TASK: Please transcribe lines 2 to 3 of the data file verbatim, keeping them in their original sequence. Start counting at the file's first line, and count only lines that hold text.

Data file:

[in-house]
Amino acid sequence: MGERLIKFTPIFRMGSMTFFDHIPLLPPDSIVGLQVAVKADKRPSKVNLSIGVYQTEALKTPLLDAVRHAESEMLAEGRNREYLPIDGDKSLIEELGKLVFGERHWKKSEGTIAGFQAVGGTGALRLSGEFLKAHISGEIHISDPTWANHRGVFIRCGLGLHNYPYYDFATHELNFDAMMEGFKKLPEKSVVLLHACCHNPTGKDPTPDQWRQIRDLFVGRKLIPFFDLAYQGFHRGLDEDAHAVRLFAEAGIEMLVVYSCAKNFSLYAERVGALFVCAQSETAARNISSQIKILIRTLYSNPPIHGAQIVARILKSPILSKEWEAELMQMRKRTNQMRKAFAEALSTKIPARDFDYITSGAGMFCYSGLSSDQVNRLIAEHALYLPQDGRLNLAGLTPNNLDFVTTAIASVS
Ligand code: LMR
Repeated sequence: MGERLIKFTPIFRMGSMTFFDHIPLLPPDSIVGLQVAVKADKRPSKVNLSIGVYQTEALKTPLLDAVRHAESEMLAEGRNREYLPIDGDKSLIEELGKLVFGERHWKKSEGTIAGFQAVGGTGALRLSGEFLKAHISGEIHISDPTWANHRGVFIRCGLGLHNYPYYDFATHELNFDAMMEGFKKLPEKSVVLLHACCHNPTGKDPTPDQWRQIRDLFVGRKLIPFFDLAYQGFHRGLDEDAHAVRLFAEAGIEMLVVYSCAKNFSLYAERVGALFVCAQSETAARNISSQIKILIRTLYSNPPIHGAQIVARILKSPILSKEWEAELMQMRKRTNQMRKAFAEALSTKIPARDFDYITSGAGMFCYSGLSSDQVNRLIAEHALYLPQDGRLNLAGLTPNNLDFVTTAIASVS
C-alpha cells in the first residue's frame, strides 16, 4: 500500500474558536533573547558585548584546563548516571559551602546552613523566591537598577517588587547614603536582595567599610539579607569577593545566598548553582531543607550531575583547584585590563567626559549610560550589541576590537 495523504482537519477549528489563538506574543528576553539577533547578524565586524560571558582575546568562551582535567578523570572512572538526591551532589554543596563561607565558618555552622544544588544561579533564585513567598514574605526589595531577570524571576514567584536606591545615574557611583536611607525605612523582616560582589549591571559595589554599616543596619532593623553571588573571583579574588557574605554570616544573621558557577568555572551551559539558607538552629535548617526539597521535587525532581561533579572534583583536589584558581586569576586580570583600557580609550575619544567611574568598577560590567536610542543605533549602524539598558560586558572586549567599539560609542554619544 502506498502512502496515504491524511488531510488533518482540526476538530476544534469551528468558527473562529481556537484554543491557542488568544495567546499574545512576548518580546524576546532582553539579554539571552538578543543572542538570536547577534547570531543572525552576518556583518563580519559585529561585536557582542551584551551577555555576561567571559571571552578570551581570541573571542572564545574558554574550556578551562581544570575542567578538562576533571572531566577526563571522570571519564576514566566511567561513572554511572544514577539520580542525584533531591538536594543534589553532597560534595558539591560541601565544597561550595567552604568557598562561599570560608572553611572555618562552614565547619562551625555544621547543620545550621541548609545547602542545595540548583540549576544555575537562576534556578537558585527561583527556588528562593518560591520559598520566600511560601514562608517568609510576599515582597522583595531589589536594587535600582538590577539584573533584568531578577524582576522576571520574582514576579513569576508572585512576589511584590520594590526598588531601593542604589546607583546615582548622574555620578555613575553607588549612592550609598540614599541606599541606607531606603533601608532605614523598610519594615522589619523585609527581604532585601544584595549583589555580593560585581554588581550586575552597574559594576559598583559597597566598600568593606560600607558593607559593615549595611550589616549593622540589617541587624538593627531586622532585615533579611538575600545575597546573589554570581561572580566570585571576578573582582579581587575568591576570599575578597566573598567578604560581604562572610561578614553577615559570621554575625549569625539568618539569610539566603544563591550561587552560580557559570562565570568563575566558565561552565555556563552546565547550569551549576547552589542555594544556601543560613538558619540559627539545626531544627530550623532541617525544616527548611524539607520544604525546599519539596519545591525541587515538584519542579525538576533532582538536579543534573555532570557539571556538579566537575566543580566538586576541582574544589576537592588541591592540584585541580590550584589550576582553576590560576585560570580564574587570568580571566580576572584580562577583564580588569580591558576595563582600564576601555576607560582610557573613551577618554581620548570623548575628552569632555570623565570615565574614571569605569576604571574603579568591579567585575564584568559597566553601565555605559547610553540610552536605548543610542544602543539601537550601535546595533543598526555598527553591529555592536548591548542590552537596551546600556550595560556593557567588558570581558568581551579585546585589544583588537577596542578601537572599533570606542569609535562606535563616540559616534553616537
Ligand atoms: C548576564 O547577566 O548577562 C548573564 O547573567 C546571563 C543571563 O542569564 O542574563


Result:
Amino acid sequence: MGERLIKFTPIFRMGSMTFFDHIPLLPPDSIVGLQVAVKADKRPSKVNLSIGVYQTEALKTPLLDAVRHAESEMLAEGRNREYLPIDGDKSLIEELGKLVFGERHWKKSEGTIAGFQAVGGTGALRLSGEFLKAHISGEIHISDPTWANHRGVFIRCGLGLHNYPYYDFATHELNFDAMMEGFKKLPEKSVVLLHACCHNPTGKDPTPDQWRQIRDLFVGRKLIPFFDLAYQGFHRGLDEDAHAVRLFAEAGIEMLVVYSCAKNFSLYAERVGALFVCAQSETAARNISSQIKILIRTLYSNPPIHGAQIVARILKSPILSKEWEAELMQMRKRTNQMRKAFAEALSTKIPARDFDYITSGAGMFCYSGLSSDQVNRLIAEHALYLPQDGRLNLAGLTPNNLDFVTTAIASVS
Ligand code: LMR